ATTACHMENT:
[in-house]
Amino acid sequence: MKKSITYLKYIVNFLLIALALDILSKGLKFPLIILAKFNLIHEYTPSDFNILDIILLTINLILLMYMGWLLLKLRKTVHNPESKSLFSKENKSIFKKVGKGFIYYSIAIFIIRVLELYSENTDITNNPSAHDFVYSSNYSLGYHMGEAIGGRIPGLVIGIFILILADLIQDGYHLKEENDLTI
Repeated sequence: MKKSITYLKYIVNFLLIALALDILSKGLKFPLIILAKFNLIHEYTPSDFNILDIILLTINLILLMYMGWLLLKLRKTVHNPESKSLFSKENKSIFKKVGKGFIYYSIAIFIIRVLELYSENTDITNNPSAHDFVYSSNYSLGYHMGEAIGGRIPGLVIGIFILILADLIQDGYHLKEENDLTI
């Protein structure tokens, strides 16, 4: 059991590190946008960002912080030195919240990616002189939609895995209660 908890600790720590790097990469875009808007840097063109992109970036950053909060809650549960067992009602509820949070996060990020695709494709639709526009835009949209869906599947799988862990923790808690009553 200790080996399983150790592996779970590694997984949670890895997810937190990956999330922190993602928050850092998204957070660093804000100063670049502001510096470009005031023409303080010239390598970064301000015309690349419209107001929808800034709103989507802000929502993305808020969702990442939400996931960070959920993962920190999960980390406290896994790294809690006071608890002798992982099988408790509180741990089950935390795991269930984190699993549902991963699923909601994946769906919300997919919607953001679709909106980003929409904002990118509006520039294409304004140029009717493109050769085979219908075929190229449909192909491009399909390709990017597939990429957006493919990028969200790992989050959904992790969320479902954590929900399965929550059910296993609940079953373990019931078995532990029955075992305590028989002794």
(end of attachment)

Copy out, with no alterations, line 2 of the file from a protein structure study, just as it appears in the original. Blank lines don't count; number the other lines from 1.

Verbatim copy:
Amino acid sequence: MKKSITYLKYIVNFLLIALALDILSKGLKFPLIILAKFNLIHEYTPSDFNILDIILLTINLILLMYMGWLLLKLRKTVHNPESKSLFSKENKSIFKKVGKGFIYYSIAIFIIRVLELYSENTDITNNPSAHDFVYSSNYSLGYHMGEAIGGRIPGLVIGIFILILADLIQDGYHLKEENDLTI